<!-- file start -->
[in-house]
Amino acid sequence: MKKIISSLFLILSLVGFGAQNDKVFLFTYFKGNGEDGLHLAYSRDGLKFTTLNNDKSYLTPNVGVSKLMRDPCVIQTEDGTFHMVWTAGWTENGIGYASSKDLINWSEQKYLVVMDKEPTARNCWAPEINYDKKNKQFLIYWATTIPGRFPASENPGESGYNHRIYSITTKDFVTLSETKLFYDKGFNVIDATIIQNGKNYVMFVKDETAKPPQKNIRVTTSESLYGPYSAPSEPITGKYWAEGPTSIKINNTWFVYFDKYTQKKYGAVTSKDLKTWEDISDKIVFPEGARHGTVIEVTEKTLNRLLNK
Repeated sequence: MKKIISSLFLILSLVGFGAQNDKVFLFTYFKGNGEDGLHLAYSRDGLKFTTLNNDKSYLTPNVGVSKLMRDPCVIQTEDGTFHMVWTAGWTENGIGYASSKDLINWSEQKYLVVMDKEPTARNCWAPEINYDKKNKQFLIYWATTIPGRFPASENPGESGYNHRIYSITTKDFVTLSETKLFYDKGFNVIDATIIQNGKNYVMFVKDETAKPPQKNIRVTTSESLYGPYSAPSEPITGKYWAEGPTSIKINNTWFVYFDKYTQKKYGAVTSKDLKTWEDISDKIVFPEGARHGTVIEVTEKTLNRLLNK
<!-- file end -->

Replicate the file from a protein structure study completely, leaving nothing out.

[in-house]
Amino acid sequence: MKKIISSLFLILSLVGFGAQNDKVFLFTYFKGNGEDGLHLAYSRDGLKFTTLNNDKSYLTPNVGVSKLMRDPCVIQTEDGTFHMVWTAGWTENGIGYASSKDLINWSEQKYLVVMDKEPTARNCWAPEINYDKKNKQFLIYWATTIPGRFPASENPGESGYNHRIYSITTKDFVTLSETKLFYDKGFNVIDATIIQNGKNYVMFVKDETAKPPQKNIRVTTSESLYGPYSAPSEPITGKYWAEGPTSIKINNTWFVYFDKYTQKKYGAVTSKDLKTWEDISDKIVFPEGARHGTVIEVTEKTLNRLLNK
Repeated sequence: MKKIISSLFLILSLVGFGAQNDKVFLFTYFKGNGEDGLHLAYSRDGLKFTTLNNDKSYLTPNVGVSKLMRDPCVIQTEDGTFHMVWTAGWTENGIGYASSKDLINWSEQKYLVVMDKEPTARNCWAPEINYDKKNKQFLIYWATTIPGRFPASENPGESGYNHRIYSITTKDFVTLSETKLFYDKGFNVIDATIIQNGKNYVMFVKDETAKPPQKNIRVTTSESLYGPYSAPSEPITGKYWAEGPTSIKINNTWFVYFDKYTQKKYGAVTSKDLKTWEDISDKIVFPEGARHGTVIEVTEKTLNRLLNK